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gawk: VMS Running

 B.3.2.4 Running 'gawk' on VMS
 Command-line parsing and quoting conventions are significantly different
 on VMS, so examples in this Info file or from other sources often need
 minor changes.  They _are_ minor though, and all 'awk' programs should
 run correctly.
    Here are a couple of trivial tests:
      $ gawk -- "BEGIN {print ""Hello, World!""}"
      $ gawk -"W" version
      ! could also be -"W version" or "-W version"
 Note that uppercase and mixed-case text must be quoted.
    The VMS port of 'gawk' includes a 'DCL'-style interface in addition
 to the original shell-style interface (see the help entry for details).
 One side effect of dual command-line parsing is that if there is only a
 single parameter (as in the quoted string program), the command becomes
 ambiguous.  To work around this, the normally optional '--' flag is
 required to force Unix-style parsing rather than 'DCL' parsing.  If any
 other dash-type options (or multiple parameters such as data files to
 process) are present, there is no ambiguity and '--' can be omitted.
    The 'exit' value is a Unix-style value and is encoded into a VMS exit
 status value when the program exits.
    The VMS severity bits will be set based on the 'exit' value.  A
 failure is indicated by 1, and VMS sets the 'ERROR' status.  A fatal
 error is indicated by 2, and VMS sets the 'FATAL' status.  All other
 values will have the 'SUCCESS' status.  The exit value is encoded to
 comply with VMS coding standards and will have the 'C_FACILITY_NO' of
 '0x350000' with the constant '0xA000' added to the number shifted over
 by 3 bits to make room for the severity codes.
    To extract the actual 'gawk' exit code from the VMS status, use:
      unix_status = (vms_status .and. %x7f8) / 8
 A C program that uses 'exec()' to call 'gawk' will get the original
 Unix-style exit value.
    Older versions of 'gawk' for VMS treated a Unix exit code 0 as 1, a
 failure as 2, a fatal error as 4, and passed all the other numbers
 through.  This violated the VMS exit status coding requirements.
    VAX/VMS floating point uses unbiased rounding.  ⇒Round
    VMS reports time values in GMT unless one of the 'SYS$TIMEZONE_RULE'
 or 'TZ' logical names is set.  Older versions of VMS, such as VAX/VMS
 7.3, do not set these logical names.
    The default search path, when looking for 'awk' program files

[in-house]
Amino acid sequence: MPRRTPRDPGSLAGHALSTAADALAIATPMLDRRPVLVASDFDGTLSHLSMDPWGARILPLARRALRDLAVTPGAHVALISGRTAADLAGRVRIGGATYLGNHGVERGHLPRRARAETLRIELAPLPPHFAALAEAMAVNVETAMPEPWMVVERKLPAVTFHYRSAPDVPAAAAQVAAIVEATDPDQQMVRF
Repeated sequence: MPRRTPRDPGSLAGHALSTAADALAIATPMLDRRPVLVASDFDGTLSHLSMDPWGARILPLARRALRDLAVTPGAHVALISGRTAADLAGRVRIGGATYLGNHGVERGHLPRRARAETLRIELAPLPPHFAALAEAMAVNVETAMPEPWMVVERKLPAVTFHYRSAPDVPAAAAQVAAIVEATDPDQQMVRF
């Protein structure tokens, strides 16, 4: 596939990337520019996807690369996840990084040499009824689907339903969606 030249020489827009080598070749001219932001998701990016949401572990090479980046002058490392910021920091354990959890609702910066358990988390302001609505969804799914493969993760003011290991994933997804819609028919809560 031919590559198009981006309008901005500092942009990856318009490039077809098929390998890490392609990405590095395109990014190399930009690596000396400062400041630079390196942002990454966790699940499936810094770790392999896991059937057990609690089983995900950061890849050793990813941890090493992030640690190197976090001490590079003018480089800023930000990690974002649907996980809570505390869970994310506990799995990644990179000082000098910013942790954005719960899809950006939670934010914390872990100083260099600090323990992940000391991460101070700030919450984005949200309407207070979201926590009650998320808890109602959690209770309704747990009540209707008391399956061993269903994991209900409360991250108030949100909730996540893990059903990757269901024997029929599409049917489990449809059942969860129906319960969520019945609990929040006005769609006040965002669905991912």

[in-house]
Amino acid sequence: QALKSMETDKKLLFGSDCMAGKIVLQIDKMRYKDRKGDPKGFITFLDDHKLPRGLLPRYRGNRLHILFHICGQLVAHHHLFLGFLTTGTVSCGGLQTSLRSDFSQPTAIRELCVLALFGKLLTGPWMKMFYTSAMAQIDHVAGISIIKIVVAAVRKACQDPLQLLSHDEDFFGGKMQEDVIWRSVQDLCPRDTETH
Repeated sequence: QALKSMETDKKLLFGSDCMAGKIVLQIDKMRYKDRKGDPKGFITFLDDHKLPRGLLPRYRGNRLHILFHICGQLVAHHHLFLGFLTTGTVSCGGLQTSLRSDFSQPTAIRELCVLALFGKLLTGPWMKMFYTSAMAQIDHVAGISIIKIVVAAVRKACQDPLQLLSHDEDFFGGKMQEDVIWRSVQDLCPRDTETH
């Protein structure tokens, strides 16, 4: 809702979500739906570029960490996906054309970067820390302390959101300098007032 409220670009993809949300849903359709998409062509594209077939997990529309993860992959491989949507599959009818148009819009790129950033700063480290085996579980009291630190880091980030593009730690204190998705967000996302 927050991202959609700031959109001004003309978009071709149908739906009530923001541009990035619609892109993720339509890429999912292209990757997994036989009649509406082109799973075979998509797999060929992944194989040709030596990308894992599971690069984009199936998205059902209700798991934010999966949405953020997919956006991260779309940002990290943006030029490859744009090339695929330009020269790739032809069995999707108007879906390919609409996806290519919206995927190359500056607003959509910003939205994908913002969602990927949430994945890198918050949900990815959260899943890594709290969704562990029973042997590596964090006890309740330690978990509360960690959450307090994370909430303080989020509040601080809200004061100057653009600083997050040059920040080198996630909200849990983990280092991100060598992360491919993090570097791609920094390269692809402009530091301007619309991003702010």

specified by the '-f' option, is '"SYS$DISK:[],AWK_LIBRARY:"'.  The
 logical name 'AWKPATH' can be used to override this default.  The format
 of 'AWKPATH' is a comma-separated list of directory specifications.
 When defining it, the value should be quoted so that it retains a single
 translation and not a multitranslation 'RMS' searchlist.
    This restriction also applies to running 'gawk' under GNV, as
 redirection is always to a DCL command.
    If you are redirecting data to a VMS command or utility, the current
 implementation requires that setting up a VMS foreign command that runs
 a command file before invoking 'gawk'.  (This restriction may be removed
 in a future release of 'gawk' on VMS.)
    Without this command file, the input data will also appear prepended
 to the output data.
    This also allows simulating POSIX commands that are not found on VMS
 or the use of GNV utilities.
    The example below is for 'gawk' redirecting data to the VMS 'sort'
      $ sort = "@device:[dir]"
    The command file needs to be of the format in the example below.
    The first line inhibits the passed input data from also showing up in
 the output.  It must be in the format in the example.
    The next line creates a foreign command that overrides the outer
 foreign command which prevents an infinite recursion of command files.
    The next to the last command redirects 'sys$input' to be
 'sys$command', in order to pick up the data that is being redirected to
 the command.
    The last line runs the actual command.  It must be the last command
 as the data redirected from 'gawk' will be read when the command file
      $ sort := sort
      $ define/user sys$input sys$command:
      $ sort sys$input: sys$output:
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